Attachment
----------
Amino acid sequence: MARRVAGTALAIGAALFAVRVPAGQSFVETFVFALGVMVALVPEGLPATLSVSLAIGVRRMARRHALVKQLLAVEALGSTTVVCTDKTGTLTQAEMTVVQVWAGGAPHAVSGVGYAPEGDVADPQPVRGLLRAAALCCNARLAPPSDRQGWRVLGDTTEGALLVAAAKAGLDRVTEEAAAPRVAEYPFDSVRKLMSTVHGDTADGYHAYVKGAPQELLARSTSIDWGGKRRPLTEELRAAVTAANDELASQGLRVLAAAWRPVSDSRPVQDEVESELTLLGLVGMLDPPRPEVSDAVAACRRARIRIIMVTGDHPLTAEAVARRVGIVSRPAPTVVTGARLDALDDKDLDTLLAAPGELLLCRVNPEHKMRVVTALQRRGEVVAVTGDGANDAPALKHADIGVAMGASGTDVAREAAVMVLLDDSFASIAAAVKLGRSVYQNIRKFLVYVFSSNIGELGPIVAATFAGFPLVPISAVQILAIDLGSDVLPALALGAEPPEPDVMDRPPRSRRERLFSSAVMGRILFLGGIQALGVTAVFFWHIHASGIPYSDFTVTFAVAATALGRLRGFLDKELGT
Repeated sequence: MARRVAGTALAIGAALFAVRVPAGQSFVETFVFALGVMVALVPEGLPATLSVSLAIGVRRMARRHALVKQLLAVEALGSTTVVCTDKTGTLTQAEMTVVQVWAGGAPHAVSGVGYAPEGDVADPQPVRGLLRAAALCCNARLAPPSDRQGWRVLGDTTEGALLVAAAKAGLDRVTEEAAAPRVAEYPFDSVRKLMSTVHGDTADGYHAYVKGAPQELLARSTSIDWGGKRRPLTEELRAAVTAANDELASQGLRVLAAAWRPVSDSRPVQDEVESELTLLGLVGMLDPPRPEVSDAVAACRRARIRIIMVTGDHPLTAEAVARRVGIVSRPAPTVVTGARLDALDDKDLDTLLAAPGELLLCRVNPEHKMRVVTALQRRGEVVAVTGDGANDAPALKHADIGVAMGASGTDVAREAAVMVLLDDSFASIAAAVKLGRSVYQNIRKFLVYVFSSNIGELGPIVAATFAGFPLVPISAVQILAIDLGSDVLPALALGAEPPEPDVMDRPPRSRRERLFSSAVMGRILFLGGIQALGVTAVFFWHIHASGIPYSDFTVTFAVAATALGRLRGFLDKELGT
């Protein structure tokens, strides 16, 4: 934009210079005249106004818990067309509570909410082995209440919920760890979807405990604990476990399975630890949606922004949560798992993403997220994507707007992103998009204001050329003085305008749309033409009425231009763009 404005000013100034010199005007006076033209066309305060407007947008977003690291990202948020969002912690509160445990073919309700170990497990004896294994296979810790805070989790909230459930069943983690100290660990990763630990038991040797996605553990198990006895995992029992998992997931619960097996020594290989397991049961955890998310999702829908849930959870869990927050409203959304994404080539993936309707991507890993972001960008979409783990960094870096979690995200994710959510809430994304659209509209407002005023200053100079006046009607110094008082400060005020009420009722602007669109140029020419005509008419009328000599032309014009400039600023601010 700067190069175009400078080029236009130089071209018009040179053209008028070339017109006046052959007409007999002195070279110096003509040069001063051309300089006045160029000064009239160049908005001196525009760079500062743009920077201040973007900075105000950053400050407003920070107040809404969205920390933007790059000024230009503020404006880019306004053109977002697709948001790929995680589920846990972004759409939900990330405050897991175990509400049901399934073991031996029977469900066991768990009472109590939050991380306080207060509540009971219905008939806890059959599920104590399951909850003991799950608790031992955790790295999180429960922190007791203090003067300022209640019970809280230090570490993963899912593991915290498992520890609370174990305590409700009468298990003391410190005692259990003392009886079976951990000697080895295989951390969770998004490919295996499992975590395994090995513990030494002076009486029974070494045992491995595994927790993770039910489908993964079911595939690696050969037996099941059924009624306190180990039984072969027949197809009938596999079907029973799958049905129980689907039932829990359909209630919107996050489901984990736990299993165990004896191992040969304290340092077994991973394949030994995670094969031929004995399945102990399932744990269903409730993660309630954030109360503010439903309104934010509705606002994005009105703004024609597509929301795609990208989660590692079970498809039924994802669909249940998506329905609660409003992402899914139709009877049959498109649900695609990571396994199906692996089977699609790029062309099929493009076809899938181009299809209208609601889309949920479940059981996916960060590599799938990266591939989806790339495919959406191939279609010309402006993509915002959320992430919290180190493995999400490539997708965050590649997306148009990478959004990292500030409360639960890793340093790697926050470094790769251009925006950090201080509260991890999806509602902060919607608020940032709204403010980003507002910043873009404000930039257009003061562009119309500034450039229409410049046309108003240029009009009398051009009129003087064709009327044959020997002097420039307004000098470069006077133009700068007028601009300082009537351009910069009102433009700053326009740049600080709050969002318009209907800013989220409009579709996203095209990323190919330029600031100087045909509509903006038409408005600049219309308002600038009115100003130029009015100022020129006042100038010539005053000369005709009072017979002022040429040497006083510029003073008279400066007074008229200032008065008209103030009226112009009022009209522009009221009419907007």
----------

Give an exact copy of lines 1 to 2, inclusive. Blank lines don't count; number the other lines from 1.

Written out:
Amino acid sequence: MARRVAGTALAIGAALFAVRVPAGQSFVETFVFALGVMVALVPEGLPATLSVSLAIGVRRMARRHALVKQLLAVEALGSTTVVCTDKTGTLTQAEMTVVQVWAGGAPHAVSGVGYAPEGDVADPQPVRGLLRAAALCCNARLAPPSDRQGWRVLGDTTEGALLVAAAKAGLDRVTEEAAAPRVAEYPFDSVRKLMSTVHGDTADGYHAYVKGAPQELLARSTSIDWGGKRRPLTEELRAAVTAANDELASQGLRVLAAAWRPVSDSRPVQDEVESELTLLGLVGMLDPPRPEVSDAVAACRRARIRIIMVTGDHPLTAEAVARRVGIVSRPAPTVVTGARLDALDDKDLDTLLAAPGELLLCRVNPEHKMRVVTALQRRGEVVAVTGDGANDAPALKHADIGVAMGASGTDVAREAAVMVLLDDSFASIAAAVKLGRSVYQNIRKFLVYVFSSNIGELGPIVAATFAGFPLVPISAVQILAIDLGSDVLPALALGAEPPEPDVMDRPPRSRRERLFSSAVMGRILFLGGIQALGVTAVFFWHIHASGIPYSDFTVTFAVAATALGRLRGFLDKELGT
Repeated sequence: MARRVAGTALAIGAALFAVRVPAGQSFVETFVFALGVMVALVPEGLPATLSVSLAIGVRRMARRHALVKQLLAVEALGSTTVVCTDKTGTLTQAEMTVVQVWAGGAPHAVSGVGYAPEGDVADPQPVRGLLRAAALCCNARLAPPSDRQGWRVLGDTTEGALLVAAAKAGLDRVTEEAAAPRVAEYPFDSVRKLMSTVHGDTADGYHAYVKGAPQELLARSTSIDWGGKRRPLTEELRAAVTAANDELASQGLRVLAAAWRPVSDSRPVQDEVESELTLLGLVGMLDPPRPEVSDAVAACRRARIRIIMVTGDHPLTAEAVARRVGIVSRPAPTVVTGARLDALDDKDLDTLLAAPGELLLCRVNPEHKMRVVTALQRRGEVVAVTGDGANDAPALKHADIGVAMGASGTDVAREAAVMVLLDDSFASIAAAVKLGRSVYQNIRKFLVYVFSSNIGELGPIVAATFAGFPLVPISAVQILAIDLGSDVLPALALGAEPPEPDVMDRPPRSRRERLFSSAVMGRILFLGGIQALGVTAVFFWHIHASGIPYSDFTVTFAVAATALGRLRGFLDKELGT